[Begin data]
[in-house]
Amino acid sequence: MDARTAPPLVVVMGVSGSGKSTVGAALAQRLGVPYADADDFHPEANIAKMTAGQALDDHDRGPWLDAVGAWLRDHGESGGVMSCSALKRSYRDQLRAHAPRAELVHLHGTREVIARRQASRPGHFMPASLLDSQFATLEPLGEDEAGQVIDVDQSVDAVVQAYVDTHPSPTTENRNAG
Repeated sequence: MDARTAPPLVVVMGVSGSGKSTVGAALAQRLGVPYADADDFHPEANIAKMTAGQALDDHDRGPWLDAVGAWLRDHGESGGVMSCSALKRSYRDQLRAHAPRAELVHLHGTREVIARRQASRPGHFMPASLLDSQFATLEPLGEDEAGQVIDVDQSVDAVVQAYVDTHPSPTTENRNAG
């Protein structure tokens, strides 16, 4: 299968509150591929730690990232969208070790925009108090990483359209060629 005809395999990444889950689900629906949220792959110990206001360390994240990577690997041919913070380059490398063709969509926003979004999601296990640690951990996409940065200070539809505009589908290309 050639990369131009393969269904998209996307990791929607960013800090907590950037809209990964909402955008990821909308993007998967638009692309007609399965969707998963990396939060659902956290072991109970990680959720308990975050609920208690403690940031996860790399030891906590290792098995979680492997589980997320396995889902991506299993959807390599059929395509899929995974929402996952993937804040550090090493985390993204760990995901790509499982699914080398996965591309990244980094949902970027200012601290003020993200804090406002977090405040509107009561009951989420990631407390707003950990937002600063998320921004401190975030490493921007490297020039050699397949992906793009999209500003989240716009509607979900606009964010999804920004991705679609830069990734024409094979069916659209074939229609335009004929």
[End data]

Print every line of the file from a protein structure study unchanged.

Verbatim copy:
[in-house]
Amino acid sequence: MDARTAPPLVVVMGVSGSGKSTVGAALAQRLGVPYADADDFHPEANIAKMTAGQALDDHDRGPWLDAVGAWLRDHGESGGVMSCSALKRSYRDQLRAHAPRAELVHLHGTREVIARRQASRPGHFMPASLLDSQFATLEPLGEDEAGQVIDVDQSVDAVVQAYVDTHPSPTTENRNAG
Repeated sequence: MDARTAPPLVVVMGVSGSGKSTVGAALAQRLGVPYADADDFHPEANIAKMTAGQALDDHDRGPWLDAVGAWLRDHGESGGVMSCSALKRSYRDQLRAHAPRAELVHLHGTREVIARRQASRPGHFMPASLLDSQFATLEPLGEDEAGQVIDVDQSVDAVVQAYVDTHPSPTTENRNAG
């Protein structure tokens, strides 16, 4: 299968509150591929730690990232969208070790925009108090990483359209060629 005809395999990444889950689900629906949220792959110990206001360390994240990577690997041919913070380059490398063709969509926003979004999601296990640690951990996409940065200070539809505009589908290309 050639990369131009393969269904998209996307990791929607960013800090907590950037809209990964909402955008990821909308993007998967638009692309007609399965969707998963990396939060659902956290072991109970990680959720308990975050609920208690403690940031996860790399030891906590290792098995979680492997589980997320396995889902991506299993959807390599059929395509899929995974929402996952993937804040550090090493985390993204760990995901790509499982699914080398996965591309990244980094949902970027200012601290003020993200804090406002977090405040509107009561009951989420990631407390707003950990937002600063998320921004401190975030490493921007490297020039050699397949992906793009999209500003989240716009509607979900606009964010999804920004991705679609830069990734024409094979069916659209074939229609335009004929």